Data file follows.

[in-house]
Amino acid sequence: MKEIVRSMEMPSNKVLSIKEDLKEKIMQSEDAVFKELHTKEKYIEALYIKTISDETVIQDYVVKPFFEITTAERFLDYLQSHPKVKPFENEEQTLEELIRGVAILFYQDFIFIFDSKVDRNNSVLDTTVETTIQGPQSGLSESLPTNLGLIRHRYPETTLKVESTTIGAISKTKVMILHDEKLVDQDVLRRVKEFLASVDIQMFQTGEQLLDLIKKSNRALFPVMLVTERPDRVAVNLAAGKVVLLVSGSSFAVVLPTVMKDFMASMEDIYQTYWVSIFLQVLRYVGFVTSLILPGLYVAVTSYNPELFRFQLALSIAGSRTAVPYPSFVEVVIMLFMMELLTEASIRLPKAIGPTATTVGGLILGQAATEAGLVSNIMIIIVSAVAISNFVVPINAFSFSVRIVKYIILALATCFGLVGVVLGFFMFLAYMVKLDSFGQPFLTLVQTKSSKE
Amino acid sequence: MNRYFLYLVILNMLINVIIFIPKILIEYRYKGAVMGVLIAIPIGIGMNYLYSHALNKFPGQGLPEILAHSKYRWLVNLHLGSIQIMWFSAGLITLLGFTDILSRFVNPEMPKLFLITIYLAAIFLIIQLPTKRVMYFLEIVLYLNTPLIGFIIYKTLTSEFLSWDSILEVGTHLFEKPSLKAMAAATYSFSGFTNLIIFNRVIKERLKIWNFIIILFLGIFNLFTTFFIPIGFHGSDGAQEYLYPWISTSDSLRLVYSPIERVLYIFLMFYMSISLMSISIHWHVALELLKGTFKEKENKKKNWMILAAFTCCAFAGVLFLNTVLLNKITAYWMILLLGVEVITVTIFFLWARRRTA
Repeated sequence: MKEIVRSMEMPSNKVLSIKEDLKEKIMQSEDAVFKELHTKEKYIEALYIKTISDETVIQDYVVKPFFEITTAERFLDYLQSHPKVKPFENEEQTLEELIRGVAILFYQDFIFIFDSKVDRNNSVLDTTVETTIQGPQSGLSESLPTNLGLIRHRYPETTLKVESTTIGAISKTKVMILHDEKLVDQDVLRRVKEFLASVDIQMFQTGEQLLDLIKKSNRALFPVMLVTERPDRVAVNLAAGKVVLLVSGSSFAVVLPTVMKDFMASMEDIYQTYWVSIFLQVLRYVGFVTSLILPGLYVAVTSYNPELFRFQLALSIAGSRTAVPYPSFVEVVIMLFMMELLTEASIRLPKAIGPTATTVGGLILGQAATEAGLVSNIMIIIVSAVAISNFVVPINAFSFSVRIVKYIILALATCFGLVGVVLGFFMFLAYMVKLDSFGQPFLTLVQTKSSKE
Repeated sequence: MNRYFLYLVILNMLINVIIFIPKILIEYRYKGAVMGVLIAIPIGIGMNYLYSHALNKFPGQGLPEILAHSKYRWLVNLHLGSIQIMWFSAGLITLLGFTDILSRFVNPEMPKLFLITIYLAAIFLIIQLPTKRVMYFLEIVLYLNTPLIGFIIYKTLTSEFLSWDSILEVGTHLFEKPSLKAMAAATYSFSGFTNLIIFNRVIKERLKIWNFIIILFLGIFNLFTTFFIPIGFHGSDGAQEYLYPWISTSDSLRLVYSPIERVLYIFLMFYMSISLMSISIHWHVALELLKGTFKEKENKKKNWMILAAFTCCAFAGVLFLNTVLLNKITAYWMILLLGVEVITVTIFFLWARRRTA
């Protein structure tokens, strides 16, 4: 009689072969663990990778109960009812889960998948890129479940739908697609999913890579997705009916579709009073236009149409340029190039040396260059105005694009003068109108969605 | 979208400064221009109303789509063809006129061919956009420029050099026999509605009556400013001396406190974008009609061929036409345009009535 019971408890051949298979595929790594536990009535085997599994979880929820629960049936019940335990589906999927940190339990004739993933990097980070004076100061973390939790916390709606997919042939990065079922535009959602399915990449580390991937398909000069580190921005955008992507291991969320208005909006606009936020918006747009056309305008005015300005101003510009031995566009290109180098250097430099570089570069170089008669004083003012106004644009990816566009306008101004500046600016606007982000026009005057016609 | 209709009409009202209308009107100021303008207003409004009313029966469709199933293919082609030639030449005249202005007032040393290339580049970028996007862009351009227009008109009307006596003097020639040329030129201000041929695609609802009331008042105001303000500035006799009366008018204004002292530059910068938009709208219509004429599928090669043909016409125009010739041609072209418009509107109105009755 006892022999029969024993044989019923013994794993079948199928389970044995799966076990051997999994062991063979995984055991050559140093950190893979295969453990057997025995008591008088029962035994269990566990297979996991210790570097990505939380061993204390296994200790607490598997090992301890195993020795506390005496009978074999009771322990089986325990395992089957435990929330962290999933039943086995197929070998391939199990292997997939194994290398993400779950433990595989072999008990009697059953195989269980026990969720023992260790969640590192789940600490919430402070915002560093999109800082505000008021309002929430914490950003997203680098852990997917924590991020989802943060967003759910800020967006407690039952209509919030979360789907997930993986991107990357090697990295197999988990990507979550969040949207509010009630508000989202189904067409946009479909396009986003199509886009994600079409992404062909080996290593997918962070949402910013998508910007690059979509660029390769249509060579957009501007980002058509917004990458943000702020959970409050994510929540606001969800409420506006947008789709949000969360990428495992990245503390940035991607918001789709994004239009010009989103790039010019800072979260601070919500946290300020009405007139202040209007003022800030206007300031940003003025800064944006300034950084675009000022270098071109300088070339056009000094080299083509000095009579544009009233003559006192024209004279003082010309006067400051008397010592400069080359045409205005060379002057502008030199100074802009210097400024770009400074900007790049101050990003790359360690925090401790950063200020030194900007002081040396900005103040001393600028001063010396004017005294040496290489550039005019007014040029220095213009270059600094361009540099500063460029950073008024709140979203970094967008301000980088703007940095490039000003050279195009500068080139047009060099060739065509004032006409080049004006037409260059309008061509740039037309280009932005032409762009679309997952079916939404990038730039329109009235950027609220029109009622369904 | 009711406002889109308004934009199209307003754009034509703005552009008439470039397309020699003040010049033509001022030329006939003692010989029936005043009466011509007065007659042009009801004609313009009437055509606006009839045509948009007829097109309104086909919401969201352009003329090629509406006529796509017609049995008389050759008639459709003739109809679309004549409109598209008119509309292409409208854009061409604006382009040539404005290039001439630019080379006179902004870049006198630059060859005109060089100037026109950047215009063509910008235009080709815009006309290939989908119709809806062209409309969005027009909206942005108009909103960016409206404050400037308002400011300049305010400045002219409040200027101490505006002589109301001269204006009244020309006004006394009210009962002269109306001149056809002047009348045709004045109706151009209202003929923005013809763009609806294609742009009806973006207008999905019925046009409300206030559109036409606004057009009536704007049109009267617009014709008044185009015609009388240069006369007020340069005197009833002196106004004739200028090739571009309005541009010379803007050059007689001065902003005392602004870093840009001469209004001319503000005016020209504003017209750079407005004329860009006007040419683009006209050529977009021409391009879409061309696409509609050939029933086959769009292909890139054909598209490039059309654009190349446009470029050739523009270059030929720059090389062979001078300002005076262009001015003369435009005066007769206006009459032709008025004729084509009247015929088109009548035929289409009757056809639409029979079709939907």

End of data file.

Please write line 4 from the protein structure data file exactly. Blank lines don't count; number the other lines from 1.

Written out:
Repeated sequence: MKEIVRSMEMPSNKVLSIKEDLKEKIMQSEDAVFKELHTKEKYIEALYIKTISDETVIQDYVVKPFFEITTAERFLDYLQSHPKVKPFENEEQTLEELIRGVAILFYQDFIFIFDSKVDRNNSVLDTTVETTIQGPQSGLSESLPTNLGLIRHRYPETTLKVESTTIGAISKTKVMILHDEKLVDQDVLRRVKEFLASVDIQMFQTGEQLLDLIKKSNRALFPVMLVTERPDRVAVNLAAGKVVLLVSGSSFAVVLPTVMKDFMASMEDIYQTYWVSIFLQVLRYVGFVTSLILPGLYVAVTSYNPELFRFQLALSIAGSRTAVPYPSFVEVVIMLFMMELLTEASIRLPKAIGPTATTVGGLILGQAATEAGLVSNIMIIIVSAVAISNFVVPINAFSFSVRIVKYIILALATCFGLVGVVLGFFMFLAYMVKLDSFGQPFLTLVQTKSSKE